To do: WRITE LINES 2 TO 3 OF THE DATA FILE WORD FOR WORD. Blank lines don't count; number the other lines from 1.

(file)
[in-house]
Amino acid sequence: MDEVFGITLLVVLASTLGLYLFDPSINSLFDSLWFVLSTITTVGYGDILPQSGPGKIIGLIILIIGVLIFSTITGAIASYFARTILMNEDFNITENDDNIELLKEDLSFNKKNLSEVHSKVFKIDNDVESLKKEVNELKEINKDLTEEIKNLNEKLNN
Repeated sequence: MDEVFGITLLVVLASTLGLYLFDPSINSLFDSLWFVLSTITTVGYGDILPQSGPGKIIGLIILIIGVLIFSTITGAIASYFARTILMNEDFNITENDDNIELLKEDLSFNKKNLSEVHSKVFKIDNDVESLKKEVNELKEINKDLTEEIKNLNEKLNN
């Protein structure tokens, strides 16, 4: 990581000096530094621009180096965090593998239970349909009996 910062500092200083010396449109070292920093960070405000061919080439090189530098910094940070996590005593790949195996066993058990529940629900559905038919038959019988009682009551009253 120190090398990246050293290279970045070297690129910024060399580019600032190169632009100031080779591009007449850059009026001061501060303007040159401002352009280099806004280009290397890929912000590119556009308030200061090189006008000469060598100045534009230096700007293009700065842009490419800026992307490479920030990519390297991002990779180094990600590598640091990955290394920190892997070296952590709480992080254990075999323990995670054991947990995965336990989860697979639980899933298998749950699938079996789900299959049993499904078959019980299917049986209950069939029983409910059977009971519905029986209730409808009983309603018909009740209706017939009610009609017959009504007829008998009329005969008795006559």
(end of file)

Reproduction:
Amino acid sequence: MDEVFGITLLVVLASTLGLYLFDPSINSLFDSLWFVLSTITTVGYGDILPQSGPGKIIGLIILIIGVLIFSTITGAIASYFARTILMNEDFNITENDDNIELLKEDLSFNKKNLSEVHSKVFKIDNDVESLKKEVNELKEINKDLTEEIKNLNEKLNN
Repeated sequence: MDEVFGITLLVVLASTLGLYLFDPSINSLFDSLWFVLSTITTVGYGDILPQSGPGKIIGLIILIIGVLIFSTITGAIASYFARTILMNEDFNITENDDNIELLKEDLSFNKKNLSEVHSKVFKIDNDVESLKKEVNELKEINKDLTEEIKNLNEKLNN